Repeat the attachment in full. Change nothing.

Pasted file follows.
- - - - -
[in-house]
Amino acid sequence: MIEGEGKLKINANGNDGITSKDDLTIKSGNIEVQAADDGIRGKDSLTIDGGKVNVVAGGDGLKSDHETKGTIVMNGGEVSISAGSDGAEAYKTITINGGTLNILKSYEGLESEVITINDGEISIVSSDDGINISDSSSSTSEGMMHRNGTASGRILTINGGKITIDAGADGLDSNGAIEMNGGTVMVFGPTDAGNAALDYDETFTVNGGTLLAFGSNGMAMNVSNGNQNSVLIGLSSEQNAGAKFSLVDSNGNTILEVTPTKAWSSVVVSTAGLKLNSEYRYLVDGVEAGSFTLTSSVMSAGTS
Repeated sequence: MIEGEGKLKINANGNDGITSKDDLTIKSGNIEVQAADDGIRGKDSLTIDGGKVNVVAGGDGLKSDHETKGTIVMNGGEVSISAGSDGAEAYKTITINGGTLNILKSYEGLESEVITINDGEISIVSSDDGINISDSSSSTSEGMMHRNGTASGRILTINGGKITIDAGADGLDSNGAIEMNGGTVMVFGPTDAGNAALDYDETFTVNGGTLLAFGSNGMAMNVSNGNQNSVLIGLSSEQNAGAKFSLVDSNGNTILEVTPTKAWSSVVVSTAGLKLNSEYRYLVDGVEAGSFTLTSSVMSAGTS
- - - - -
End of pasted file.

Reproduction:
[in-house]
Amino acid sequence: MIEGEGKLKINANGNDGITSKDDLTIKSGNIEVQAADDGIRGKDSLTIDGGKVNVVAGGDGLKSDHETKGTIVMNGGEVSISAGSDGAEAYKTITINGGTLNILKSYEGLESEVITINDGEISIVSSDDGINISDSSSSTSEGMMHRNGTASGRILTINGGKITIDAGADGLDSNGAIEMNGGTVMVFGPTDAGNAALDYDETFTVNGGTLLAFGSNGMAMNVSNGNQNSVLIGLSSEQNAGAKFSLVDSNGNTILEVTPTKAWSSVVVSTAGLKLNSEYRYLVDGVEAGSFTLTSSVMSAGTS
Repeated sequence: MIEGEGKLKINANGNDGITSKDDLTIKSGNIEVQAADDGIRGKDSLTIDGGKVNVVAGGDGLKSDHETKGTIVMNGGEVSISAGSDGAEAYKTITINGGTLNILKSYEGLESEVITINDGEISIVSSDDGINISDSSSSTSEGMMHRNGTASGRILTINGGKITIDAGADGLDSNGAIEMNGGTVMVFGPTDAGNAALDYDETFTVNGGTLLAFGSNGMAMNVSNGNQNSVLIGLSSEQNAGAKFSLVDSNGNTILEVTPTKAWSSVVVSTAGLKLNSEYRYLVDGVEAGSFTLTSSVMSAGTS